Ever heard of a company that doesn’t want you to buy more of its products? When Patagonia’s competitors were busy promoting deep sales for Black Friday in 2014, Patagonia released their – “Don’t Buy Our Jackets” ad campaign.
The ad educated consumers on the environmental impact of making a jacket and how they shouldn’t buy clothes unless they need them. Patagonia makes fair trade certified products with organic cotton and responsibly sourced merino wool. They walk the walk and talk the talk.
Patagonia’s higher, moral purpose: making clothes in a sustainable way.
Most of us have a moral compass that we adhere to in our daily lives. This instinct is a core part of who we are as people and it’s the force that drives us. Our values also make us relatable to others. We find common ground with our peers after sharing our beliefs, whether it’s something as fundamental as being conservative or liberal, or deeper connections around an emotional cause.
Brand-centric organizations understand this. A company establishes corporate values as a way to guide its people, actions and marketing toward a centralized belief. To some extent, these values bring companies to life, humanizing them, making them more like us, their customers. As a marketer, belief-driven initiatives not only speak to willingness for your company to take risks, but show that you have heart, too.
Another stellar example is Starbucks. You can’t help but respect how often they’ve tossed their corporate hat into the ring to battle social issues. Whether it’s advocating for gun control or campaigning for gay marriage, Starbucks puts its corporate values front and center in its marketing.
Starbucks pushes the boundaries of marketing by injecting the company’s core values into how it engages with customers. Their programs have often sparked negative comments, but they’ve also gotten people talking about important issues and that, for them, is the ultimate goal.
Brands should stand for something, but to be successful they need to do it in a way that’s more than just generic ad-speak. If you really want to show the world what you believe in, consider telling us what you stand against. Many marketers may be reluctant to come out against anything because it can feel controversial or divisive. But the boldest marketers (like Patagonia or Starbucks) have embraced this counter intuitive approach successfully for quite a while.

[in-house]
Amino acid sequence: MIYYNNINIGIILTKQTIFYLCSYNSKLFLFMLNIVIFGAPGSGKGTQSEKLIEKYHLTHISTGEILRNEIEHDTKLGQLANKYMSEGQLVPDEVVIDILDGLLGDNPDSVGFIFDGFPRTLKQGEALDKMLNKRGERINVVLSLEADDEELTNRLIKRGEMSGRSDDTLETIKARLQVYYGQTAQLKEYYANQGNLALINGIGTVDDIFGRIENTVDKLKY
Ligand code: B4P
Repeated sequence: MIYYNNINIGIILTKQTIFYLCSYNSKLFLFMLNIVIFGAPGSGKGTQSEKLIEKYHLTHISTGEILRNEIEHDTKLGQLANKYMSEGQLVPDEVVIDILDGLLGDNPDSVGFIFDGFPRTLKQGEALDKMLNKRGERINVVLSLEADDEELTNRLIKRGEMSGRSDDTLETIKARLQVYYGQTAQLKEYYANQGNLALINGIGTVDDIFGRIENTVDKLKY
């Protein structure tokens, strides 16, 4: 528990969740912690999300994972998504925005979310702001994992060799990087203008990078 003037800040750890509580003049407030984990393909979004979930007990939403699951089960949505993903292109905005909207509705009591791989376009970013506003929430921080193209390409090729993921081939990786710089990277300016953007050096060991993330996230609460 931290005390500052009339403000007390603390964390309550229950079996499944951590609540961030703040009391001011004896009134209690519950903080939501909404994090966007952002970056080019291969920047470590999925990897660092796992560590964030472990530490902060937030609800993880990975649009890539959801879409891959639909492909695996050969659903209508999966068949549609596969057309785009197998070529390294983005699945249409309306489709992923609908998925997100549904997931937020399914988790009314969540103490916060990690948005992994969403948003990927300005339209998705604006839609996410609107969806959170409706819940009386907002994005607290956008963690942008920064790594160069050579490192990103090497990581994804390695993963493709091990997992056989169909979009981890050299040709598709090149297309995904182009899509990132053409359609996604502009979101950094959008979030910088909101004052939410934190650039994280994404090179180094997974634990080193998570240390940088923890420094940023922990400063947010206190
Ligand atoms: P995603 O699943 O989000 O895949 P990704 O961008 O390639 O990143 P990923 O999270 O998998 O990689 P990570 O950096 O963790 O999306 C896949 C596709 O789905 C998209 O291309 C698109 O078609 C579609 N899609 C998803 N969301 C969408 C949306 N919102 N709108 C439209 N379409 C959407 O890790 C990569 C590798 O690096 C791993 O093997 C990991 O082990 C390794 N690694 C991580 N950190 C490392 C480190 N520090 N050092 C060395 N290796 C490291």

Defining what your company is for or against also has longer-term benefits than a compelling ad campaign. Thanks to social media, more companies now understand that consumers want to participate in a real conversation with brands. To make this conversation (or any conversation) work, there must be an honest exchange of views. And, if you want to expand that conversation so that it becomes a cultural movement built around your brand — which is something that marketers should be striving for today — then you need to give that movement a sense of purpose and action. Truth is it’s often easier to rally people against something than for something. That’s not to imply that a brand campaign should become a gripe-fest. The conversation you have with your public may start by pointing out something wrong, but ought to move beyond that to offer better alternatives, ideas, and actions you can help people take. If you can do that, it’s possible to transform negative energy into a positive force — both for your customers and for your brand.
The net result of taking sides and standing for something: corporate satisfaction, among your customers and your employees. It’s imperative for a brand today to find a higher purpose that can provide an entire organization with its own moral compass and aspirational goal.
What does your brand stand for (or against)?
Rich Williams, SVP/Strategic Business Development